Home Office drops modern slavery support measures over 'viability and funding'

Charities accuse government being “no longer committed to protecting victims of modern slavery”
Photo: godrick/Alamy Stock Photo

The Home Office has backtracked on two of its promises to survivors of modern slavery, prompting accusations from charities working to support those at risk that government is “no longer committed to protecting victims of modern slavery”.

On 1 November, a newsletter from the Home Office on latest efforts to tackle modern slavery, seen by CSW's sister title PoliticsHome, was sent out to stakeholders and partners. At the end of the newsletter, it was announced that the commitment to the Places of Safety support model would not be moving forward after a review of its “viability and funding”. 

The model was promised in 2017 because potential victims of modern slavery had no guaranteed access to advice or accommodation in the days after reporting severe exploitation. The scheme intended to improve referral rates by making survivors feel safer, and allowing them assistance to decide whether they wanted to enter the government’s national referral mechanism system to receive specialist care and support.

“We are concerned that by viewing the national referral mechanism as a way to game the asylum system, the government is failing to deliver the robust, tailored programmes required to give vulnerable people, including thousands of children and UK nationals, the support they need,” Labour MP and chair of the Home Affairs Select Committee Diana Johnson told PoliticsHome

“It is extremely disappointing to learn that the government is instead rolling back programmes of support.

“This won’t stop channel crossings and it won’t combat people smuggling gangs. The only people this will harm are victims and survivors of terrible exploitation and it is simply not good enough.”

With the introduction of the Illegal Migration Act earlier this year, survivors of trafficking arriving irregularly to the UK are now prevented from accessing support. 

“Since 2017, the NRM has only become more complicated and recent legislation has made it harder to get accepted into the NRM and access support as additional evidence at the initial stage is now required,” Robyn Phillips, director of operations at Human Trafficking Foundation, said.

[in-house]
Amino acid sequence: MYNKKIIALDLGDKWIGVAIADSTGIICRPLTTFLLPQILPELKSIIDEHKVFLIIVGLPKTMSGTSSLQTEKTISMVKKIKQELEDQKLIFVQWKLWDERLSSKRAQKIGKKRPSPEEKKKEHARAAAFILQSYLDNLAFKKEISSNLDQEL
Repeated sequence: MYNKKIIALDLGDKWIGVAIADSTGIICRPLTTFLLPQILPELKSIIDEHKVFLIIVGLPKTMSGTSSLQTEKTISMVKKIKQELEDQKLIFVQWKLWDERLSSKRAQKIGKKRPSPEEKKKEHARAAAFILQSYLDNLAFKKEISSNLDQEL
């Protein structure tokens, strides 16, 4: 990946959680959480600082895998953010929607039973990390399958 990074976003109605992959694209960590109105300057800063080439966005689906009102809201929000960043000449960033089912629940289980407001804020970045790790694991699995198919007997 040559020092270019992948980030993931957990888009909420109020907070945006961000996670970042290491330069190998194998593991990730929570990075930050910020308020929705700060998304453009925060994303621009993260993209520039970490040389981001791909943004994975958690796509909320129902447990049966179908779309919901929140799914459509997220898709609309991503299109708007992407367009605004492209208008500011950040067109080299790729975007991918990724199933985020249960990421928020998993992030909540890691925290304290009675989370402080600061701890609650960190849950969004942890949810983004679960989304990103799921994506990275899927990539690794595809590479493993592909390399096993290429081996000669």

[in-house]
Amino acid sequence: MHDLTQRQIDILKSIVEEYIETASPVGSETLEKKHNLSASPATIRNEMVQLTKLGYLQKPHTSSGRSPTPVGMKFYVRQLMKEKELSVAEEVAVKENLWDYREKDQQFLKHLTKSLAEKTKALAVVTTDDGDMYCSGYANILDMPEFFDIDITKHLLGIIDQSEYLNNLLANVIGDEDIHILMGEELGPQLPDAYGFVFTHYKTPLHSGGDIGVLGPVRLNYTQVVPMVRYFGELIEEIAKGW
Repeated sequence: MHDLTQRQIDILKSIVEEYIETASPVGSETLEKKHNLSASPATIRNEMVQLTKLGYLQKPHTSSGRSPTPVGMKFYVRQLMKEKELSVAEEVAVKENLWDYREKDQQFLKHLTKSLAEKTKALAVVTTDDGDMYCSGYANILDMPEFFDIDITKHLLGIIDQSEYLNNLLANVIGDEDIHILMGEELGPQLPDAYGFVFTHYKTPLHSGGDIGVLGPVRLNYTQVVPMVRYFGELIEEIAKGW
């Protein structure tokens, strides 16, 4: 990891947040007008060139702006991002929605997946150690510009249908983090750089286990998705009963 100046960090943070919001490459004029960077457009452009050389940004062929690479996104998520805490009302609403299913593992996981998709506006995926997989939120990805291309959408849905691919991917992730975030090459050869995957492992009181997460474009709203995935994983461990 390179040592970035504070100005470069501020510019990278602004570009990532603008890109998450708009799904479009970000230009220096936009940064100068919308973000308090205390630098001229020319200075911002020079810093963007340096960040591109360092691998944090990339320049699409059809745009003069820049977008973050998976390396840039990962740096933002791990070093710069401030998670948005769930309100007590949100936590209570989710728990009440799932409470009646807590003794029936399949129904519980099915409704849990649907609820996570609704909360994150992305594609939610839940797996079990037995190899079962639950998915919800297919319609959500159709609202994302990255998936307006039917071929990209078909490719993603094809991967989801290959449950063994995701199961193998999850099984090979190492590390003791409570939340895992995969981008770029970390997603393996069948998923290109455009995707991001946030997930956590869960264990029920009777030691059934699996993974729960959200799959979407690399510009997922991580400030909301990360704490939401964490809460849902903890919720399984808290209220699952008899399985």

The new Nationality and Borders Act also now subjects victims to higher evidence thresholds much earlier in their recovery period, requires criminal background checks, and restricts support for survivors of trafficking in cases where victims don’t disclose abuse quickly enough.

Without pre-NRM referral support, modern slavery charities are concerned that potential victims will continue to fall through the cracks as survivors are expected to make a decision on whether to access formal support or pursue a police investigation without guaranteed advice. In cases where survivors are non-UK nationals, they are forced to navigate a complex process without advice on whether they face possible detention for having an irregular immigration status. 

“In the past three months on record, as many as 1,317 potential victims were identified by authorities but slipped through the net without a referral for help,” Maya Esslemont, director of After Exploitation, said. They believed this is in part due to the lack of support on offer in the days after leaving exploitation. 

The Home Office’s November newsletter to stakeholders also noted it would also “not be moving forward” with a commitment made in December 2021 to provide 12 months’ minimum support to confirmed victims. 

“The government made this decision on the basis that the Recovery Needs Assessment (RNA) already ensures that necessary assistance to victims is in place,” Jamie Fookes at Anti-Slavery International, said. “However, the Anti-Trafficking Migration Group’s independent review of the RNA found that it does not meet the needs of survivors.”

The Home Office defended their decision to abandon the programmes. “Modern slavery is a barbaric crime, and we are committed to ensuring that the necessary support is available to victims of modern slavery to help them rebuild their lives,” a spokesperson said.

We remain focused on delivering the existing £379m Modern Slavery Victim Care Contract service as smoothly as possible, and to working with first responders to ensure victims understand the support and protection that is available to them,” a spokesperson said. 

In its report into human trafficking, the home affairs committee found that NRM was “not fit for purpose”, and called for piloted programmes that would improve the response to human trafficking to be rolled out much more quickly and available nationwide. 

This article first appeared on CSW's sister title PoliticsHome

Share this page